Open to the public by general admission the BC Aviation Museum Society is dedicated to preserving aircraft and aviation artefacts. The museum collects, restores and displays aircraft and artefacts related to the history of aviation in Canada, with emphasis on British Columbia. Museum activities include aircraft restorations to static or airworthy status, constructing engine displays, modeling aircraft, maintaining artefacts, books, pictures and videos representative of flight, and creating memorials to aviation and the people who made it happen.
"Unique to Canada and British Columbia, and the only example left in the world, it is one of 18 designed and built by Tom Towle and Jim Eastman of Detroit Michigan, and one of five used in British Columbia for many years. The aircraft displayed here has been restored by using the remains of two Sea Rovers, CF-ASY and CF-ASW."
Center: twin-engine Bristol Bolingbroke MK IV trainer. Suspended, left: Gibson Twin Plane replica. This was the first plane designed, built and flown in Canada. Suspended, right: Skyseeker Ultralight. Sidney, BC
The golden age of flight restored
A piece of Canada’s aviation history is getting a new life, thanks to a few carelessly spoken words.
A few days later, Catterall opened his mail to find a letter from the president of the museum’s board on the group’s letterhead.
“The board of directors discussed your offer to arrange for work on the Viscount,” began the letter. Farther down the page was a six-point list of requirements, staffing, insurance issues, scheduling and progress reports.
Sitting in the lobby at the museum on a rainy day in November, Catterall, his posture perfect and his demeanour as calm as one hopes for in a career pilot, laughs as he reviews the letter. “I was only talking,” said the Sidney resident, who retired in 1991after a 38-year flying career. Catterall isn’t just talking anymore. He and a crew of other retirees, many of whom are former Air Canada or TransCanada Air Lines pilots, are restoring the plane that Catterall affectionately calls “the old kite.”
The British-made Vickers Viscount was the world’s first turbo-prop airliner and has been called one of the most successful first-generation post-war transports. Several models are being preserved or restored in far-flung places, including the U.S., Australia, Germany, New Zealand, Brazil and Turkey.
When he landed the Viscount at the Winnipeg airport after its maiden flight, the craft was greeted by throngs of media. But even as he sat in the cockpit, he could see a Trans-Canada Air Lines ground chief pilot waving him on to start the plane up for its next flight. It was back to business as usual. “There was a schedule to keep,” says Tribe.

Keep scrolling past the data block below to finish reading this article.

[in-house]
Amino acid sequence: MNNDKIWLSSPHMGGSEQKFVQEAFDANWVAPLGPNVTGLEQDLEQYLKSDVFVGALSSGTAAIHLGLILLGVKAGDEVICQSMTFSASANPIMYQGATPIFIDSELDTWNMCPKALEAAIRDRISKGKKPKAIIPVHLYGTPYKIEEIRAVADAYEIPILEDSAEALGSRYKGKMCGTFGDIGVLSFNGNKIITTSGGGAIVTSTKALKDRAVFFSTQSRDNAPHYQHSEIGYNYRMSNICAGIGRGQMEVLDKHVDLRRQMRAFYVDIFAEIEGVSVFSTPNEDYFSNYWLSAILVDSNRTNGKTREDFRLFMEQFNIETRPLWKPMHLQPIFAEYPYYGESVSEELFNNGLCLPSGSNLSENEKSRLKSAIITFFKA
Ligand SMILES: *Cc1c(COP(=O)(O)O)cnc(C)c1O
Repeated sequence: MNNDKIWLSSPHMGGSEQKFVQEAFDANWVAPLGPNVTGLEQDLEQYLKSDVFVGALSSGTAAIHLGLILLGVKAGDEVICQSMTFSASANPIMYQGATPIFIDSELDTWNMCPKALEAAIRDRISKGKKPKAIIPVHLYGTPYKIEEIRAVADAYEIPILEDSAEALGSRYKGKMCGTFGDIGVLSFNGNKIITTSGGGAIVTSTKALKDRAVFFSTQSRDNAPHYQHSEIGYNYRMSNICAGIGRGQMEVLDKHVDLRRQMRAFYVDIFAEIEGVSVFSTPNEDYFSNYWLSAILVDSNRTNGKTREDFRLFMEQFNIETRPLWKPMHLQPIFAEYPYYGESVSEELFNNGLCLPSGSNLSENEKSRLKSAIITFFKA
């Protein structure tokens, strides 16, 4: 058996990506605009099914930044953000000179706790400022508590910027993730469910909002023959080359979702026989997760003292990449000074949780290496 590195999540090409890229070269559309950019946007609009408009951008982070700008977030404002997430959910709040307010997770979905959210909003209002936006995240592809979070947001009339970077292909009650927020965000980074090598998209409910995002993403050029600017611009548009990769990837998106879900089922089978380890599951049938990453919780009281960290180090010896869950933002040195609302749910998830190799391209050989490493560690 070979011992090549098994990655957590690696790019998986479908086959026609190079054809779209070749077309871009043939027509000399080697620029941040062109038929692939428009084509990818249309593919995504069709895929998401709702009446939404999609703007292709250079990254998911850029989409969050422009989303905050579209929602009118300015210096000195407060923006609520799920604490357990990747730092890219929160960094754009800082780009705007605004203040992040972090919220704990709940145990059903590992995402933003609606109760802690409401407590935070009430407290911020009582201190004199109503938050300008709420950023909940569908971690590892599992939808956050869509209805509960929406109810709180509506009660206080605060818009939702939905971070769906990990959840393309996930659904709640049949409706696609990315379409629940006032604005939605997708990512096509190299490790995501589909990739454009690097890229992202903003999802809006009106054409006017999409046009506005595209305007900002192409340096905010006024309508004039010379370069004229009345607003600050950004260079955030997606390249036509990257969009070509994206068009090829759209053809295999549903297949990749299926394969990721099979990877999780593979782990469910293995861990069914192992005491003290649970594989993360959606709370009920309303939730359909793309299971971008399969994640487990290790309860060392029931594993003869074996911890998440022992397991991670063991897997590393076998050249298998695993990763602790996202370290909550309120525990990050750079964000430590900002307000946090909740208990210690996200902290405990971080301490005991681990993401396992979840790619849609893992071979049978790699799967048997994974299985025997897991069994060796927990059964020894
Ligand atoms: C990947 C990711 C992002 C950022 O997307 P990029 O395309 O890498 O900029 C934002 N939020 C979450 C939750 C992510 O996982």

When he first visited the cockpit of the old Viscount at the B.C. Aviation Museum field, he was surprised at how small it was, and wondered how he ever fit into it.
Here, museum volunteers worry what more exposure to the elements will do to the Viscount, and are actively fundraising to build a hangar for the plane, which easily outsizes the rest of the museum’s exhibits.
Catterall says the Viscount represents Canadian aviation’s “golden age” — there were 51 in Trans-Canada’s fleet, he says, used across the country and down to the States.
“It’s very light on the controls, very responsive,” says Catterall. “Anybody that flew it loved it. Because the engines are turbines, they’re beautifully balanced, there’s almost no vibration and you get a very quiet ride inside. It was extremely popular with the travelling public.” Indeed, the plane’s elliptical windows stretched from the passengers’ hips to the tops of their heads, allowing a panoramic view that pilots exploited to good effect.
Tribe agrees the plane was a dream to fly, noting it replaced piston-engine planes that “rattled and banged all over. You can imagine how much the passengers preferred the Viscount.”
In the days before fuel limitations and computer-controlled flight paths, pilots enjoyed greater latitude. With the ability to choose their own flight paths and elevation, they often just followed the rail lines, Tribe says. Catterall recalls older pilots who thought nothing of dipping to 2,000 feet to fly by visual flight rules rather than instruments. Catterall has circled over a white-sailed Portuguese codfishing fleet and cruised in for a close-up of Oregon’s stunning blue Crater Lake.
“It’s very scientific now,” says Catterall. “They fly at 35,000 or 40,000 feet. The view is not the same.”
After the Viscount turbo props were retired by Air Canada in the early 1970s, the B.C. Institute of Technology in Burnaby acquired the 625 for its mechanictraining program. Later, the school used it for firefighting simulations, and finally, it was barged across the Strait of Georgia to the Pat Bay airport, where it was towed to its present site.
Catterall says the plane was a “real mess” when the museum acquired it. “[BCIT] sprayed it with [flame-retardant] foam, and that pulled the white paint off the top. It ran down the side and ruined the aluminum.”
Through the summer months, Catterall and his crew — which includes Bob Hallworth, Wally Hasker, Steve Butler, Dave Peters and Stan Hegstrom — sanded the exterior aluminum panels by hand, then buffed them with power tools to restore the original shine. Other volunteers have worked on the interior. When work is complete, the museum hopes to offer the plane as a walk-in exhibit.
In the meantime, Catterall likens working on the plane to working on a classic car. “If you owned your first car, and then acquired it again years later and had the fun of restoring it, it takes you back.”